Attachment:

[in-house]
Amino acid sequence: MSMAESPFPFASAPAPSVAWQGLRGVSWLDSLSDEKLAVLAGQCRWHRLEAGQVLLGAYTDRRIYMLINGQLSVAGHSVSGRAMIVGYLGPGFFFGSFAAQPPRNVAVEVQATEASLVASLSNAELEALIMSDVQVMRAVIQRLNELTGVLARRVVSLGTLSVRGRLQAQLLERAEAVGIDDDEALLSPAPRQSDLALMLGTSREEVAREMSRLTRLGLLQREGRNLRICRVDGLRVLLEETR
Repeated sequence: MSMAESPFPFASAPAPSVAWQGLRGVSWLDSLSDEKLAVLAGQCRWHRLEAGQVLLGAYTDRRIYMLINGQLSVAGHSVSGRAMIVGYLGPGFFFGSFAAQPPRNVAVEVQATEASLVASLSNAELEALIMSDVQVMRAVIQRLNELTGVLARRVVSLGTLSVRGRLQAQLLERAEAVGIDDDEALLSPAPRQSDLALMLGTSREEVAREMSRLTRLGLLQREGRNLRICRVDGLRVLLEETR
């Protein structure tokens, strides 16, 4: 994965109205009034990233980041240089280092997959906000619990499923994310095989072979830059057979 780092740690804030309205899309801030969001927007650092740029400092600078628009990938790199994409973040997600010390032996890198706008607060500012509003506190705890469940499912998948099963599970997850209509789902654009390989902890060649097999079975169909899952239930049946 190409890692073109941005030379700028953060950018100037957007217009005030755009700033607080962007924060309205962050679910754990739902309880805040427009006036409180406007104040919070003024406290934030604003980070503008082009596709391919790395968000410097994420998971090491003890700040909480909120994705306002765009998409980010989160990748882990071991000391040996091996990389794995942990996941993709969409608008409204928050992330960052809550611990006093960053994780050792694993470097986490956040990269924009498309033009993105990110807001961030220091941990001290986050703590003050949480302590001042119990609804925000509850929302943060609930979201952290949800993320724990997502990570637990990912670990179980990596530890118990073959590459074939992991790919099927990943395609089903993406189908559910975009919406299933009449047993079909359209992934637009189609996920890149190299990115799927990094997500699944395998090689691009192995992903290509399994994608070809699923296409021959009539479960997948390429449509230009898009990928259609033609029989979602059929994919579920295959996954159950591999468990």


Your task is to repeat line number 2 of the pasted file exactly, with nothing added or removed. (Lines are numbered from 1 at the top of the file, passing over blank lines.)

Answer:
Amino acid sequence: MSMAESPFPFASAPAPSVAWQGLRGVSWLDSLSDEKLAVLAGQCRWHRLEAGQVLLGAYTDRRIYMLINGQLSVAGHSVSGRAMIVGYLGPGFFFGSFAAQPPRNVAVEVQATEASLVASLSNAELEALIMSDVQVMRAVIQRLNELTGVLARRVVSLGTLSVRGRLQAQLLERAEAVGIDDDEALLSPAPRQSDLALMLGTSREEVAREMSRLTRLGLLQREGRNLRICRVDGLRVLLEETR